Widmeyer says that the majority of athletes and their coaches who contact him ask him to deal with the question of confidence. That is often seen as the key to success and he agrees it is important. However, the syllabus of the sport psychology course he continues to teach in a number of venues simply includes one session on confidence, as part of a nine-session course.
What else is important? According to his course, “goal setting,” “the optimal level of excitement (getting in the zone),” “mental imagery,” “focus,” “preventing and treating staleness, slumps and burnout,” “communication,” and “the psychological aspects of sport injuries”.
He prefers to be proactive; while some athletes come to him because they have hit some sort of psychological wall, he would rather “use an educational approach“ as he does with the teams he works with giving the athletes “more tools” to use to achieve success and solve problems.
Doc Wid’s clients come from a number of sources: he is approached by sports governing bodies, by teams, by coaches, by parents, and by the athletes themselves. Some of his work is done pro bono like his sessions with Sarah Sine and Jaime Doucet, Waterloo region girls who swam across Lake Ontario in 2009 to raise money for Multiple Sclerosis research.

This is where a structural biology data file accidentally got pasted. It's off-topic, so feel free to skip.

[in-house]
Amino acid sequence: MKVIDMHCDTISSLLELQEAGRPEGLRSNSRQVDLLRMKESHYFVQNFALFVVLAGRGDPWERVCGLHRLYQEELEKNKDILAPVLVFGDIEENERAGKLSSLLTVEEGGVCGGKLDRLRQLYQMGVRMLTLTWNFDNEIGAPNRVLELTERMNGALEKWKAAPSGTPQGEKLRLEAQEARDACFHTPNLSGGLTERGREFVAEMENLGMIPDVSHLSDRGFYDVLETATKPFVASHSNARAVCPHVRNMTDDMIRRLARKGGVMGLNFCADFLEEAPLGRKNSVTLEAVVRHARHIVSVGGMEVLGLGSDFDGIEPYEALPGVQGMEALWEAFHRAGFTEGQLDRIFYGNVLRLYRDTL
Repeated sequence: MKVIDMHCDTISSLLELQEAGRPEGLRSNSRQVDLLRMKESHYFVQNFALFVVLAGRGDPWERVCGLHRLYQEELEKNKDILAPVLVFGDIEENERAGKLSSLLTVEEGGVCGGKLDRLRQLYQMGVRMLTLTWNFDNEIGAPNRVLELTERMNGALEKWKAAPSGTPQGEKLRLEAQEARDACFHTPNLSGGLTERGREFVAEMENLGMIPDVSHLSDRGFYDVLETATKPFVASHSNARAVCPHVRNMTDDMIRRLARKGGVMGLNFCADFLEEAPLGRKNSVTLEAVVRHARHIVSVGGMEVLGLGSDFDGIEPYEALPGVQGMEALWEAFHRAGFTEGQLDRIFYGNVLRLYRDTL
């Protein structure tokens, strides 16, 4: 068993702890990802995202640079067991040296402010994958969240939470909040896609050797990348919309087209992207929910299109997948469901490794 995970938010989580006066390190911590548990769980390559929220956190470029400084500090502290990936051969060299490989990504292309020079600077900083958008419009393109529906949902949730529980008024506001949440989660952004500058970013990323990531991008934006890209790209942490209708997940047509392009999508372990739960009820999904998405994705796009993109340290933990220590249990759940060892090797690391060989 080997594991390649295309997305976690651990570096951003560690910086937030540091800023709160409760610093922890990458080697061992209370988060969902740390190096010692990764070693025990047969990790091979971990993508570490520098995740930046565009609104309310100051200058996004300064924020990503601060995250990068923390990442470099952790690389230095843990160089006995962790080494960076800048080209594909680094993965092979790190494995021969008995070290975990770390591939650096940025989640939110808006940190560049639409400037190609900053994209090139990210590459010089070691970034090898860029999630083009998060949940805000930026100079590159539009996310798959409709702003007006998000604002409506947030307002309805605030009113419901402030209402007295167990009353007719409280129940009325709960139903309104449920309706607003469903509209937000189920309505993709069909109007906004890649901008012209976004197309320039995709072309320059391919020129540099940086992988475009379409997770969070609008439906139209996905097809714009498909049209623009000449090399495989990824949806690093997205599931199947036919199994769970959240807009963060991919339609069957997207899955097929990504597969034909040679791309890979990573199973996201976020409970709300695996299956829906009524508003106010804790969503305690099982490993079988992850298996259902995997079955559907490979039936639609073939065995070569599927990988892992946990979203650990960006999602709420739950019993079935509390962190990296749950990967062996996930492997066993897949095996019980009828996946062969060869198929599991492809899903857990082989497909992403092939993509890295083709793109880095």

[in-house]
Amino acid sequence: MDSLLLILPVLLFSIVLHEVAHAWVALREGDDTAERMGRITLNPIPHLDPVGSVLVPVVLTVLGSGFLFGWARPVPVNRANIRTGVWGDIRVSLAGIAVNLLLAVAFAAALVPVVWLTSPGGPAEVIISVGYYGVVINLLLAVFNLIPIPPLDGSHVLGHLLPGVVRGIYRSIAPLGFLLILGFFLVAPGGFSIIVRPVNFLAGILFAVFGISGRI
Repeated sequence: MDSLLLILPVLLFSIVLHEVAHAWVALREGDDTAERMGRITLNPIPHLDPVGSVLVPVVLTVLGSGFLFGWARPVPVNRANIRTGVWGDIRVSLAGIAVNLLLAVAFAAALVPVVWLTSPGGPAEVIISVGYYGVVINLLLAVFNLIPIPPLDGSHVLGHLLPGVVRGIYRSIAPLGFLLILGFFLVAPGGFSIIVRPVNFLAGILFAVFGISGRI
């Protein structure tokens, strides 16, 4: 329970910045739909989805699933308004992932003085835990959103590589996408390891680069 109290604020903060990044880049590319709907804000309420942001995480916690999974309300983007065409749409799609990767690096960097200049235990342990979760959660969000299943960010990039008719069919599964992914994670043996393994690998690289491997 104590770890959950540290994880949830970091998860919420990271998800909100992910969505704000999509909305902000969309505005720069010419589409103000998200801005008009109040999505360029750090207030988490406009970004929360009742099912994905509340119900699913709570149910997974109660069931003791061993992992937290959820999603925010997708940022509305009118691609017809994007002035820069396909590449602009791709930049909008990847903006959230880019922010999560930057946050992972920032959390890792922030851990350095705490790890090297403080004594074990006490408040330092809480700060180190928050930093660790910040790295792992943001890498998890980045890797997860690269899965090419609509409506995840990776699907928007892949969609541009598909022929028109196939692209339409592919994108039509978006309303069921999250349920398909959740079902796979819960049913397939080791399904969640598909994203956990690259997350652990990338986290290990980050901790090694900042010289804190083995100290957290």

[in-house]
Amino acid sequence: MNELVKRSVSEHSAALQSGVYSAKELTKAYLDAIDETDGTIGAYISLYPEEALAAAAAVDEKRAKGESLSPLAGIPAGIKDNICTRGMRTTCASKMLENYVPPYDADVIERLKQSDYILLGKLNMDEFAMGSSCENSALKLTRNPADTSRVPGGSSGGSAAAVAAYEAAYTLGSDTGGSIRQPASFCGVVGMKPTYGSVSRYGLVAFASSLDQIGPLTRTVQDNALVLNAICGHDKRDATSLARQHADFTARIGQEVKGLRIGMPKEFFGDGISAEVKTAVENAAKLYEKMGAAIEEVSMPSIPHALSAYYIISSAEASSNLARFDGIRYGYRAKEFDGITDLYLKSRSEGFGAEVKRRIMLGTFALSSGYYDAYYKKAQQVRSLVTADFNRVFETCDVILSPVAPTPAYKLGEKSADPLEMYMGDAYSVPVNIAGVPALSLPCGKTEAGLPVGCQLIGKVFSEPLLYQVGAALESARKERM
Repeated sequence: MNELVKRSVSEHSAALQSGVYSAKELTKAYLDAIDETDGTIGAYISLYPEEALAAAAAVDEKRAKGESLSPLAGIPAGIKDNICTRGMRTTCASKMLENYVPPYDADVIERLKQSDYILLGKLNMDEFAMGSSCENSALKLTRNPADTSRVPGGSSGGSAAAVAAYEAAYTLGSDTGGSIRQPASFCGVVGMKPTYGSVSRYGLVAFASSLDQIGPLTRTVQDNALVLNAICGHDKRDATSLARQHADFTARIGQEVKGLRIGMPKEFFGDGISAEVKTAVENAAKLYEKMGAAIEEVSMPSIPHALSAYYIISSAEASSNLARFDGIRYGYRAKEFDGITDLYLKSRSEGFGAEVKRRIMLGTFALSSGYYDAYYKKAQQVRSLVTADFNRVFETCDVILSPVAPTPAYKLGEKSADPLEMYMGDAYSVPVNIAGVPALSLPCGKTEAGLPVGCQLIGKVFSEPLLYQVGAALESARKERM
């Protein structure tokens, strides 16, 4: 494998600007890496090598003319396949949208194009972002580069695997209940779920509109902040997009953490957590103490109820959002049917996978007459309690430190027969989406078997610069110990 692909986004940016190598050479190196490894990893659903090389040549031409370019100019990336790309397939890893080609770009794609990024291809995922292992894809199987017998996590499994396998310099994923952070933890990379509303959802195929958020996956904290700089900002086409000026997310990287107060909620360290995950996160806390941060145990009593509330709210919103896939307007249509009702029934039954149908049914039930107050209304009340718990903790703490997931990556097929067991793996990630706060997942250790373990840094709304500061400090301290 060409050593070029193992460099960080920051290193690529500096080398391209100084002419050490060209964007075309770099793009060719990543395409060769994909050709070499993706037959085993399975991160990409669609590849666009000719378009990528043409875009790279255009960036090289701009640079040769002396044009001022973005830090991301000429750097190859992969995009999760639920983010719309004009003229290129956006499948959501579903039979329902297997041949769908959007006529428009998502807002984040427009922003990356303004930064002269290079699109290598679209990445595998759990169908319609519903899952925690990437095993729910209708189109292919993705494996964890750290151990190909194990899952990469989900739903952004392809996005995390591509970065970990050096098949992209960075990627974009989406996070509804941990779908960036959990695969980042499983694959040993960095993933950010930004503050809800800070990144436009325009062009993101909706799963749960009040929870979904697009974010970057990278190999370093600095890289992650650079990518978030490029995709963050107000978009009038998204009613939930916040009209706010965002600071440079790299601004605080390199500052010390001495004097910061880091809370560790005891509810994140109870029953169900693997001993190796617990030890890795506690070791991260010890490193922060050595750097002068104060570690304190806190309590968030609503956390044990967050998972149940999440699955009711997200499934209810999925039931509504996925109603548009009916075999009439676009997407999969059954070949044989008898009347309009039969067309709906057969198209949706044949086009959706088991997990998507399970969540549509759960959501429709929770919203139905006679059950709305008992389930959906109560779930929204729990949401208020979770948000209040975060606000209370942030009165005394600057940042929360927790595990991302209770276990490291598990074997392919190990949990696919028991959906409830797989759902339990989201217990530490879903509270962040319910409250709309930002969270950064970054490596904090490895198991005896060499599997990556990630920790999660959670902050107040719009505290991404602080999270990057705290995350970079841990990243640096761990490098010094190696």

A conversion with the doc is a fascinating experience. He is a wealth of information while giving credit to people like legendary coach John Wooden “who never used the terms winning or losing he talked about perfect execution of offence and perfect execution of defense.” That’s one of many Doc Wid principles: “focus on process, never on outcome.”
He’s a big proponent of visualization, and adapts its particulars to each sport. He cites a hockey coach who told his players he didn’t want them to know the kind of equipment the opposing goalie was wearing he wanted them “to see the holes, not the pads.” Doc Wid encourages his charges to make a personal highlight tape, a great tool for visualization as well as confidence.
Widmeyer watches a lot of sports although, perhaps ironically, he doesn’t watch golf on TV, even though that is one sport he continues to play. He and Lynn did attend the Waterloo LPGA tournament last year for several days, though.
When he does tune in a game, he watches a bit differently from the average fan. He says his favourite sport on TV is “March madness basketball,” the American college playoffs. Why? “I love watching the coaches, how they handle the huddles. Anxiety is contagious, and some coaches are so calm, while others are so excitable.” As Doc Wid says this, it’s obvious that he’d love to be on the spot, or in the dressing room, bringing his own recipe for athletic excellence.